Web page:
Friday, December 21, 2012

Thoughts on Responding to Suffering

Sitting down to the keyboard to see if I can't sort through some thoughts.

I'm thinking about how I respond to the suffering of friends, particularly suffering that gets verbalized in conversation. I suppose my primary response is to listen. I do this because I tend to be a quieter person, and because I find consolation in someone listening to me. It seems the first right thing to do. However, even within that there might be a time where the listener intuits that, while the person could go on and on with the details of suffering, more talk might not be leading the speaker towards the light.

There is also the point of wanting to share something to help the person. For decades I have told God that I want to have the power to bring healing to people whose hearts are crushed with pain. Isn't that a normal reaction? You see someone in pain, and you wish for it to stop so that they will not suffer, because suffering is evil. Eliminate evil. Simple.

What isn't simple is the connection between desiring their peace and wanting to say or do something. I am faced with the fact that my best-intentioned words or actions might go far wide of the point of need. They might be rejected for a variety of valid reasons.

At this point, I realize that God calls me to share in His humility. I can't be so caught up in the rightness of my idea, the power of my own experience, my good intention that I miss honoring the person present to me and her pain. When Jesus healed someone, He focused on that someone. He didn't sit them down to a theological lecture about His divinity or about the pascal mystery. He said "Go in peace and be freed of your suffering," or "Go in peace, your faith has saved you," or "Go show yourselves to the priest." He saw and addressed their deepest need. He did not use the healing as a platform for meeting His own needs.

I also find myself, in conversation, how shall I say... being a little embarrassed for God. This is a call to share in His humility also. If I have no magic words to say, if I can't produce a bottle with the right fix-it stuff in it, and I am still faced with a person suffering, I have to say "It isn't in our power, but it is in God's. Ask Him, and He will come to you with what you need." Saying this to someone who has been praying the best they know how for years, and suffering only all the more does feel a bit like standing in front of an army tank that barrels down on you with only a daisy as your defense.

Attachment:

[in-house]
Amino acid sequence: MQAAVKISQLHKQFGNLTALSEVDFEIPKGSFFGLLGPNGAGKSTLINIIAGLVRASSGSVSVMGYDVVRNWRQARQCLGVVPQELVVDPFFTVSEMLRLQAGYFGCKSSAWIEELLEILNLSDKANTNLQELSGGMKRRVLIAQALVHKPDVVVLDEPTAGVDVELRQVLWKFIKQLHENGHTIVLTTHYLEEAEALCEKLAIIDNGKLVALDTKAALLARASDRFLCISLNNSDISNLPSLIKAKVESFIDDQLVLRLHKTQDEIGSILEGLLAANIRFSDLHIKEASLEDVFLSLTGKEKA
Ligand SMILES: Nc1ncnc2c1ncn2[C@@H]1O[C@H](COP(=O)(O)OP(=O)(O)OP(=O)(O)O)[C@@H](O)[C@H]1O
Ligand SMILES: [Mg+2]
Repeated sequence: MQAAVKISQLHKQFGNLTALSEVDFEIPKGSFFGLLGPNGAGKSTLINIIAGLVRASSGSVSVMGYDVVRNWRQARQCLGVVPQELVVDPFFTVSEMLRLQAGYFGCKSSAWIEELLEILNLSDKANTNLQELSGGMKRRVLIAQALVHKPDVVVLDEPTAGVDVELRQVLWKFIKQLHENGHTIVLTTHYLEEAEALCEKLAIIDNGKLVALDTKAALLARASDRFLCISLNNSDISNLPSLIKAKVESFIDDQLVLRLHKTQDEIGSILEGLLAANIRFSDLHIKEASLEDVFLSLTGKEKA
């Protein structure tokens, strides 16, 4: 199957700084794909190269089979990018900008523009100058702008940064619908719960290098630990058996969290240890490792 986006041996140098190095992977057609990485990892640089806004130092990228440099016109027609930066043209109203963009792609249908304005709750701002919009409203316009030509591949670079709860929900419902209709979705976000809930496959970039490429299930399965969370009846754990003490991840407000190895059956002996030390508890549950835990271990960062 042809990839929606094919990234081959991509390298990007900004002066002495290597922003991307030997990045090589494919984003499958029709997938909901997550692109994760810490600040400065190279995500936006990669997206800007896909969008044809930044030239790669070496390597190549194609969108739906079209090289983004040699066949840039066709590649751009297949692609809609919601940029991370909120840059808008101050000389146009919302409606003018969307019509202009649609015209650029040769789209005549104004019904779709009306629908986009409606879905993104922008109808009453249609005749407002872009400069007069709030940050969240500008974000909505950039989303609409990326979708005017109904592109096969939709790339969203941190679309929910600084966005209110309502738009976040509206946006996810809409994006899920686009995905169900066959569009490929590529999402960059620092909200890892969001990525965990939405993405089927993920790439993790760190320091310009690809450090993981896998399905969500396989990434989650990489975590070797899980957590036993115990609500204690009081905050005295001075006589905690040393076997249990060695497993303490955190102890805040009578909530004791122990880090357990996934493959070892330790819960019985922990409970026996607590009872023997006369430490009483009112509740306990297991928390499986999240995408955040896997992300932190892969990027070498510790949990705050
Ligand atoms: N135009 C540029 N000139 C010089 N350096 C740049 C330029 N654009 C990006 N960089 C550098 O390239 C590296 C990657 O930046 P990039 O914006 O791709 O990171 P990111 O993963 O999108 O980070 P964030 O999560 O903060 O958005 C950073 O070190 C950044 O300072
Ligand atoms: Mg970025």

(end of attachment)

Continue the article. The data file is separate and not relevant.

But that daisy, as I see it, is these truths: God is real, and God is good. There is much I don't know, and much I can't answer, but these things I know for sure. God is real, and God is good. The prayers I repeat a thousand times a day, if necessary, are "Jesus, I trust in You" and "Lord, have mercy."

I guess the other thing I have learned is that being brought to the end of yourself (which I don't believe is a one-time deal, since we are like onions) is a gift. A painful gift. A gift that feels like it should be fought against. A gift that can violate every fiber of religious feeling, every fiber of my estimation of myself as a good person, as a faithful person. Humility in suffering is, I think, powerful. Pride sucks any time. I think pride is essentially a response of the heart that says "There is not enough love to help me, so I won't be open." But pride can become a habit, too. A habitual way of seeing the world. And a habitual way of pushing God away, even when we think we aren't because we think we are as open to God as anyone can be. We need to constantly learn that God's love is always more than we think it is. It's like living at a precipice of trust and presumption, maybe...

Rambling thoughts....

The most exquisite moments of God breaking through my suffering have simply been when someone was there -- I knew I wasn't alone. But the power, the presence was definitely God's orchestration.

For me then, I guess the need is to be surrendered daily to God, and to act in love in the smallest things. My love, flawed as it is by being mine, originates from God, and as such is the connection with Him I can offer to the world. I can't "make" God do anything, heal, or be profoundly present. I can't bring about healing. God can, and most of the time He only needs an instrument. Better to focus on His love flowing through me than on my solutions to people's pain.

As my pastor always tells us, we can always pray. That's like turning from the suffering back to God, rendering the heart wide open, and asking for help. Lord, make my heart a busy highway for your graces and the needs of people to meet up.

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